Emperors of Ice Cream

South Florida offers a veritable world tour of frozen goodness

Which brings us to Mexicans, clear contenders for the world cup of ice cream. Indeed judging by the implicit history of La Michoacana (636 Belvedere Rd., West Palm Beach, 561-514-3030, open daily from 9:00 a.m. till 10:00 p.m.), a Mexican ice cream parlor, they may be even more fanatical than Italians and Argentines combined. The chain of La Michoacana ice cream parlors can be traced back to Tocumbo, a formerly nondescript village in central Mexico. Tocumbians developed paletas, fruit Popsicles, and sold them along with ice cream at paleterias. Two Tocumbians, Ignacio Alcazar and Augustin Andrade, introduced paletas to Mexico City in the 1940s. Their businesses became so lucrative that they were able to assist other Tocumbians in setting up similar shops. Today all the stores are independently owned and operated, but conservative estimates place La Michoacanas at about 15,000, and Tocumbo is a town wealthy enough to make citizens of Mexico City dream of owning a country house there. You can taste why the formula is so addictive at the West Palm Beach outlet, where fruit pops made from the pure juice of mangoes or strawberries are incredibly refreshing. For chunkier sweets, the ice creams, or paleterias de crema, have swirls of fresh fruit in them.

Willie's Tropical Ice Cream (7748 W. Commercial Blvd., Lauderhill, 954-746-9555, open daily from 11:00 a.m. till 11:00 p.m.), which moved to its current location from Fort Lauderdale last year, is a similar success story. Trinidadian Willie Balgobin started his ice cream business in 1986 with a hand cart and two employees, churning sun-ripened soursops and mangos into ice cream that became an instant hit. Today Willie's Ice Cream has about 30 stores, and the Jamaican grape and raisin, Caribbean coffee, guava dream, and peanut soy flavors remain as authentically Trinidadian as a hammock swinging between two palm trees.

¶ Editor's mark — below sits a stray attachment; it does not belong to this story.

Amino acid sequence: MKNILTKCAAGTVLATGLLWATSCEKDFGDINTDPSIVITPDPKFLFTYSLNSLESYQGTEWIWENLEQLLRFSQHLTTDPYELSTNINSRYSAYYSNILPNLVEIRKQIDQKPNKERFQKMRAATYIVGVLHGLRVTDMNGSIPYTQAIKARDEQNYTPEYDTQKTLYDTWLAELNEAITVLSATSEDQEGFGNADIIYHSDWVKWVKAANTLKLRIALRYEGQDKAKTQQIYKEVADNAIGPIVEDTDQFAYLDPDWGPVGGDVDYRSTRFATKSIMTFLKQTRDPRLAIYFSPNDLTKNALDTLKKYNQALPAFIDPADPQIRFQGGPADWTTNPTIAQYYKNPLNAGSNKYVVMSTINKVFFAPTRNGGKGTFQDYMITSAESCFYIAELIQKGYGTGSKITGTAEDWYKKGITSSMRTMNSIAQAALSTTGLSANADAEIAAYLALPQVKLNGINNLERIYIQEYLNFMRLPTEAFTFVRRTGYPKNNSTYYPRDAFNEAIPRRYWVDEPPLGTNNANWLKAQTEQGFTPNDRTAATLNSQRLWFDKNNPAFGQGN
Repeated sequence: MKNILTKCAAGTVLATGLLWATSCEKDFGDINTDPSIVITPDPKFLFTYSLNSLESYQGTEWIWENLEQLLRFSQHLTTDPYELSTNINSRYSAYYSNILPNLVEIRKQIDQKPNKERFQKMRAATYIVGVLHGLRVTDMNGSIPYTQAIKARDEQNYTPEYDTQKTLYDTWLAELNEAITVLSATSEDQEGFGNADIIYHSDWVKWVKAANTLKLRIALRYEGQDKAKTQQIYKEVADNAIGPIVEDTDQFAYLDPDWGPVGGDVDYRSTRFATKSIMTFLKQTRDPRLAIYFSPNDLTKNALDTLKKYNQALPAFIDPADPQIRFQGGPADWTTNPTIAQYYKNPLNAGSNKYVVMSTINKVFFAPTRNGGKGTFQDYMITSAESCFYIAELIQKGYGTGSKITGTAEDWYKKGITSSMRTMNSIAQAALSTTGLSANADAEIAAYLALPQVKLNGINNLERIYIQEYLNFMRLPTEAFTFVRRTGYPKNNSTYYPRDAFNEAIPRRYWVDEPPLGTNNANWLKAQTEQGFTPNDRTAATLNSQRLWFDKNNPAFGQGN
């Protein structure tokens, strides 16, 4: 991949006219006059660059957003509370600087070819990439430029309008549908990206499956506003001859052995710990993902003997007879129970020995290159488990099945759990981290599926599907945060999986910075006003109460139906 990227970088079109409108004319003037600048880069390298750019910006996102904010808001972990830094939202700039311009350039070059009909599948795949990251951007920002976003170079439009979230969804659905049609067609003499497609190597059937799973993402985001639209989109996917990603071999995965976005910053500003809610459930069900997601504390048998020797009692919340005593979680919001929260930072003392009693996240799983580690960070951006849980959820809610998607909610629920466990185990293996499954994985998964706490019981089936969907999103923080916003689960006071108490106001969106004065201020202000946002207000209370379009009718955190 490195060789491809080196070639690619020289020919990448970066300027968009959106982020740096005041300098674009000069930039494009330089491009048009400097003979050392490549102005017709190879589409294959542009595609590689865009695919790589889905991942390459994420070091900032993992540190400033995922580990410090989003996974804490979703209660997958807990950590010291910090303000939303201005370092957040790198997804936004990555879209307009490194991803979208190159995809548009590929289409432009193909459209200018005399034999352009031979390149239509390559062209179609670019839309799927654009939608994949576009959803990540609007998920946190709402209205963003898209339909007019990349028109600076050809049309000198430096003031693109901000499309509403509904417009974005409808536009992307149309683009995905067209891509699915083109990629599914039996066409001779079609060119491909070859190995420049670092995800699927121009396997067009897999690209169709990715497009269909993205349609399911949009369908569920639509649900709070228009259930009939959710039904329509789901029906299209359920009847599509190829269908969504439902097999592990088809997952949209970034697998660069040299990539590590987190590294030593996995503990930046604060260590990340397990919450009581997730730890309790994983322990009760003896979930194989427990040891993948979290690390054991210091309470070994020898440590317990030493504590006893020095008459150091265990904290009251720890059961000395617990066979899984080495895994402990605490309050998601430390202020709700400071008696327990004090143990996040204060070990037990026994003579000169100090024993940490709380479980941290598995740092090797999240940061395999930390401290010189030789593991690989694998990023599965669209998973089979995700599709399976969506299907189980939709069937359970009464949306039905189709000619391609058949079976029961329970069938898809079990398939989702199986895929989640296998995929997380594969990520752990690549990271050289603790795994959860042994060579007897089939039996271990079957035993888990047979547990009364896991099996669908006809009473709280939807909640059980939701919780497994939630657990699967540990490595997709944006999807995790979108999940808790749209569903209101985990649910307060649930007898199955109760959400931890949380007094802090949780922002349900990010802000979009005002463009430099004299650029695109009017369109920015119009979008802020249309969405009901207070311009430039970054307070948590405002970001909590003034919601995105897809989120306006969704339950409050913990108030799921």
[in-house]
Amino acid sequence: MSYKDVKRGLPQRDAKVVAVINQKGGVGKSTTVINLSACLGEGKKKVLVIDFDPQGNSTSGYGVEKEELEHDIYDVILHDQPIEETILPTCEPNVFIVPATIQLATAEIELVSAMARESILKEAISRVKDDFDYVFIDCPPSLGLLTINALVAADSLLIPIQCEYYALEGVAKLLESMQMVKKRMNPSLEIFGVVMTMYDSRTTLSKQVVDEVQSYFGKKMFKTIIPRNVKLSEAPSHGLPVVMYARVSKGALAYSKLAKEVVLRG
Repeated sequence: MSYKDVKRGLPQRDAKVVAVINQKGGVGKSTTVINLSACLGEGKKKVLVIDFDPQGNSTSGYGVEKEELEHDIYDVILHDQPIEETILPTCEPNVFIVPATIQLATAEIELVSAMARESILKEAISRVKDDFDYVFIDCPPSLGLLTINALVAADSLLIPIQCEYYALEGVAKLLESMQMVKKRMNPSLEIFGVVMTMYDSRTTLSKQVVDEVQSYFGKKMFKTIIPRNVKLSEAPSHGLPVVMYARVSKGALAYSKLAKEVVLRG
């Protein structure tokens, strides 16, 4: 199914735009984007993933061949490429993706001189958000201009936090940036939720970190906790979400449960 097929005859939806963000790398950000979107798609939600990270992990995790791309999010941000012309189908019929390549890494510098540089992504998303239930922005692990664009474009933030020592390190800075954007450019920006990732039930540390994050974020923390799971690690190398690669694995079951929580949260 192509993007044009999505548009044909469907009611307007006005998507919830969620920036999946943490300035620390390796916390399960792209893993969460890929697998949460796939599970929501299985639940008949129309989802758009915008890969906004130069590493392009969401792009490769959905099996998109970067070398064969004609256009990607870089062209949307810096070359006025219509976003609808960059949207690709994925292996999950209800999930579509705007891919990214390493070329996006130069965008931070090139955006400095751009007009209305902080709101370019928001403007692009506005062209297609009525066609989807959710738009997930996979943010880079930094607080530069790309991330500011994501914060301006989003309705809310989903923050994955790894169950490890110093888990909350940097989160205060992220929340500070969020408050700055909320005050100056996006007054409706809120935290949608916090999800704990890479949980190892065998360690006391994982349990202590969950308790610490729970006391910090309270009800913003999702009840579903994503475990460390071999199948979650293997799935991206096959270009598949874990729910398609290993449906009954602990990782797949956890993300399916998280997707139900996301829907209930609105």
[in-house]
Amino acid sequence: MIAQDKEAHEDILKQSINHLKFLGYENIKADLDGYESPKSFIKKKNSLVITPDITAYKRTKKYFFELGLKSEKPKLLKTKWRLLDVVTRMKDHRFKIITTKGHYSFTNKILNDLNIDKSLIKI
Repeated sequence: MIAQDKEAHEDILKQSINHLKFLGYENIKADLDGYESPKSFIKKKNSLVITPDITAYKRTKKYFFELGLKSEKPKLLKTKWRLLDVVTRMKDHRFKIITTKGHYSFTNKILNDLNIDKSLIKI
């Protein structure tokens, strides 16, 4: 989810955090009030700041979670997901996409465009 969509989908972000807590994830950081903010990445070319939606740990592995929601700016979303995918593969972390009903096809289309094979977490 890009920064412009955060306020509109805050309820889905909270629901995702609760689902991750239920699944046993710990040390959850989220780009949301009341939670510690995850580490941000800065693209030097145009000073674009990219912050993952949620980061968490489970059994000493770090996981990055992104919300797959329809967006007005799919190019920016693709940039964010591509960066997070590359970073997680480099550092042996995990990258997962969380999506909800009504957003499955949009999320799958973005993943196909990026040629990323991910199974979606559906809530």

But not all ethnic ice cream parlors are alluring for the frozen goods alone. Along with tropically oriented flavors worthy of Aventura restaurant Chef Allen's proprietor, Allen Susser, who cranks out a mean jackfruit ice cream, Willie's rolls a rich, savory roti. Carol's Ice Cream (615 71st St., Miami Beach, 305-865-3166, open daily from 7:30 a.m. till 11:00 p.m.; Saturday till 11:30 p.m.) offers some incredibly enticing dulce de leche and key lime pie ice creams, neither of which lie too lightly on the hips, but the café also presses Cuban sandwiches and bakes a bubbly cheese bread that is ideal for dunking in a cortadito.

Jeremy Eaton

Location Info


Dolce Vita Ice Cream

18288 Collins Ave.
Sunny Isles Beach, FL 33160-2712

Category: Restaurant > Dessert

Region: North Dade

La Michoacana Paleteria y Neveria

344 Washington Ave.
Homestead, FL 33030

Category: Restaurant > Frozen Yogurt

Region: Homestead/Florida City

The easiest place to be gastronomically distracted, however, is at downtown Miami's Bali Café (111 NE Second Ave., Miami, 305-358-5751, open daily from 11:00 a.m. till 4:00 p.m.). I went in purely for the durian or avocado ice creams, both of which the restaurant had run out of, and wound up staying for some Indonesian curried chicken and a shredded beef-cucumber sandwich. I left with a cup of lurid, purple yam ice cream that boasted more tuber texture than flavor. Which is probably why when I return, it'll be for a long, slow rijstafel feast so heady and filling that appetite-wise, purple potato ice cream won't even be an option.

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